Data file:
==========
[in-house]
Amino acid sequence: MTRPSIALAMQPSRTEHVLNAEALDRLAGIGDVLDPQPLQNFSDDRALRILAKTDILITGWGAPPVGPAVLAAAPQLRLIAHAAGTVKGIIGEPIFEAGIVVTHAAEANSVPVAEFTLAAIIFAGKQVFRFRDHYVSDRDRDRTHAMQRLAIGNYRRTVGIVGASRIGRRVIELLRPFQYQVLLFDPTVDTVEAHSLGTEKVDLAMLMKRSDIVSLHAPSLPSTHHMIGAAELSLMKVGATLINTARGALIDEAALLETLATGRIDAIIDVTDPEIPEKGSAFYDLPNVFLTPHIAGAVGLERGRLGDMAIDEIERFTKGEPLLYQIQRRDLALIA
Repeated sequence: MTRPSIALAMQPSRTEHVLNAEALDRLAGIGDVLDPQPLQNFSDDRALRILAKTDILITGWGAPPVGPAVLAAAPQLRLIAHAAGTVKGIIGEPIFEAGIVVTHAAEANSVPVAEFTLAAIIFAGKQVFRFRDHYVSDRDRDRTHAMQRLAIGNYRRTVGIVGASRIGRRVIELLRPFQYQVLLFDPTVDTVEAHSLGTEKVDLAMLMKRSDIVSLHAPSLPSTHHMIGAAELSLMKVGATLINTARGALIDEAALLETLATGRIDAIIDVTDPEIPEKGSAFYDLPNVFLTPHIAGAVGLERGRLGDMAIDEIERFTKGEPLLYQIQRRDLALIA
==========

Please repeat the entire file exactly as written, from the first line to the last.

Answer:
[in-house]
Amino acid sequence: MTRPSIALAMQPSRTEHVLNAEALDRLAGIGDVLDPQPLQNFSDDRALRILAKTDILITGWGAPPVGPAVLAAAPQLRLIAHAAGTVKGIIGEPIFEAGIVVTHAAEANSVPVAEFTLAAIIFAGKQVFRFRDHYVSDRDRDRTHAMQRLAIGNYRRTVGIVGASRIGRRVIELLRPFQYQVLLFDPTVDTVEAHSLGTEKVDLAMLMKRSDIVSLHAPSLPSTHHMIGAAELSLMKVGATLINTARGALIDEAALLETLATGRIDAIIDVTDPEIPEKGSAFYDLPNVFLTPHIAGAVGLERGRLGDMAIDEIERFTKGEPLLYQIQRRDLALIA
Repeated sequence: MTRPSIALAMQPSRTEHVLNAEALDRLAGIGDVLDPQPLQNFSDDRALRILAKTDILITGWGAPPVGPAVLAAAPQLRLIAHAAGTVKGIIGEPIFEAGIVVTHAAEANSVPVAEFTLAAIIFAGKQVFRFRDHYVSDRDRDRTHAMQRLAIGNYRRTVGIVGASRIGRRVIELLRPFQYQVLLFDPTVDTVEAHSLGTEKVDLAMLMKRSDIVSLHAPSLPSTHHMIGAAELSLMKVGATLINTARGALIDEAALLETLATGRIDAIIDVTDPEIPEKGSAFYDLPNVFLTPHIAGAVGLERGRLGDMAIDEIERFTKGEPLLYQIQRRDLALIA